Note: All stories have been modified to maintain anonymity. This includes but is not limited to age, sex, ethnicity, diagnosis, as well as their family members. These changes allow me to share the core of these stories while protecting privacy. Thank you for understanding.
I my first post to be the story of Ella Garcia. I first met Ella in the emergency room. She was hunched over, hugging herself. Sitting quietly in her room, so still that one would forget there was only a door separating her from the bustle of the emergency room.
Ella was young, with four young children, all girls, as well as a husband who adored her. Ella was diagnosed with stage 3 cancer years before I met her. She was tolerating treatments well, and did all she could to maintain a semblance of normality for her children. She took them on yearly vacations to their favorite vacation destination, remained active in their schooling, and did her best to send them on each school trip. Her brothers shared with me how dedicated she was to her family - sharing how she would often drive by their house on her way to treatments to check in, drop things off, make sure their needs were met. They described Ella as the backbone of their family; she was so active her cancer was often overlooked.
The months before met Ella were challenging for her. Her cancer progressed to stage 4, and her treatments were now aimed at slowing progression. Despite her diligence, complications arose and she missed a few cycles of treatment. By that spring, her cancer had progressed even further. She presented to the hospital frequently at this point. Her medications were adjusted, she would be discharged home. Each time she presented she looked a little more frail, a little less like Ella.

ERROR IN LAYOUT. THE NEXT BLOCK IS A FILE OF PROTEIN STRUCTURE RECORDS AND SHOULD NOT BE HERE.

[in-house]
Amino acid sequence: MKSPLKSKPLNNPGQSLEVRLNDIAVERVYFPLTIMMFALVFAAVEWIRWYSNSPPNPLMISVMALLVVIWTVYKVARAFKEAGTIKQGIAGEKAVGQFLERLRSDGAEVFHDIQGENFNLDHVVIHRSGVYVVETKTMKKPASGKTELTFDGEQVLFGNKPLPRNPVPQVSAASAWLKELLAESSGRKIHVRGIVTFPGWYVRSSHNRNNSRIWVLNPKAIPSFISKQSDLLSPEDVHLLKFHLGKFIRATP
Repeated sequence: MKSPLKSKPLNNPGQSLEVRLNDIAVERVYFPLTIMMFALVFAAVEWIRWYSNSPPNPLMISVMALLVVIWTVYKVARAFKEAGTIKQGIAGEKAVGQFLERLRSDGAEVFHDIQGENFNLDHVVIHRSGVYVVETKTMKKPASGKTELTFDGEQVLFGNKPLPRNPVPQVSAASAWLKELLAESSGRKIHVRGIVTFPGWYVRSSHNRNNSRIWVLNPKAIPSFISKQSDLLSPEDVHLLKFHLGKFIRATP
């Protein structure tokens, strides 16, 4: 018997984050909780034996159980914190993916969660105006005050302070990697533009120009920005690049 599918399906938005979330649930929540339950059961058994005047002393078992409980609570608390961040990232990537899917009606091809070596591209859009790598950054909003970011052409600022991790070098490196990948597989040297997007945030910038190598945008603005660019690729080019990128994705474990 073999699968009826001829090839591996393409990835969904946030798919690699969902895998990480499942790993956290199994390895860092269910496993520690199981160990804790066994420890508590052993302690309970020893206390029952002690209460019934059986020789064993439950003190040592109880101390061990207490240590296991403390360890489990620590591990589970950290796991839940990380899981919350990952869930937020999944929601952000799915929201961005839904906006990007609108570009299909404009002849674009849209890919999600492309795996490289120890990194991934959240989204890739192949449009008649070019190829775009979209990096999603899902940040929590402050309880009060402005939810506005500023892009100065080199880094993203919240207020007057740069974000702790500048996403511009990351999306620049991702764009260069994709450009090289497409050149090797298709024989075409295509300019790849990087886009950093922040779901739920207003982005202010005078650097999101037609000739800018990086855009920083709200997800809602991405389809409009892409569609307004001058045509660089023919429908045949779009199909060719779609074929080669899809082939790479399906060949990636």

Then Ella fell.
And then she fell again.
At the time of our meeting, she had presented to the emergency room fro her third fall.
She was hunched over in the emergency room, holding herself, and as I approached I saw tears streaming down her cheeks.
“I just need to make it to June. I need to go on this vacation”
This hospitalization was more complicated than the last, but the day prior to her discharge she looked okay. I met Ella early in my practice; I was still wrestling with imposter syndrome… still second guessing my abilities as a provider, as well as feeling the need to meet the impossibly high standard I set for myself. I know, so much angst.
I say all of this to say that I knew it was important to solidify advanced care planning with Ella, I knew it was important to explore the what ifs given the rapid changes we saw in her illness. But I saw the look in her eyes and the quiver in her voice when she recited her mantra about vacation. I couldn’t extinguish that. And so I held off. We spent the visit talking about outfits, about rides, about anything but her cancer. Her eyes twinkled. She smiled. She told me about her improving shortness of breath, and her improving pain. She told me about her hopes for this trip. We did not speak a word of the days following their, as we both knew there would not be many. Do I regret this? Maybe. Would it have changed anything? I can’t say for certain, but unlikely.
“Who knows Ella?”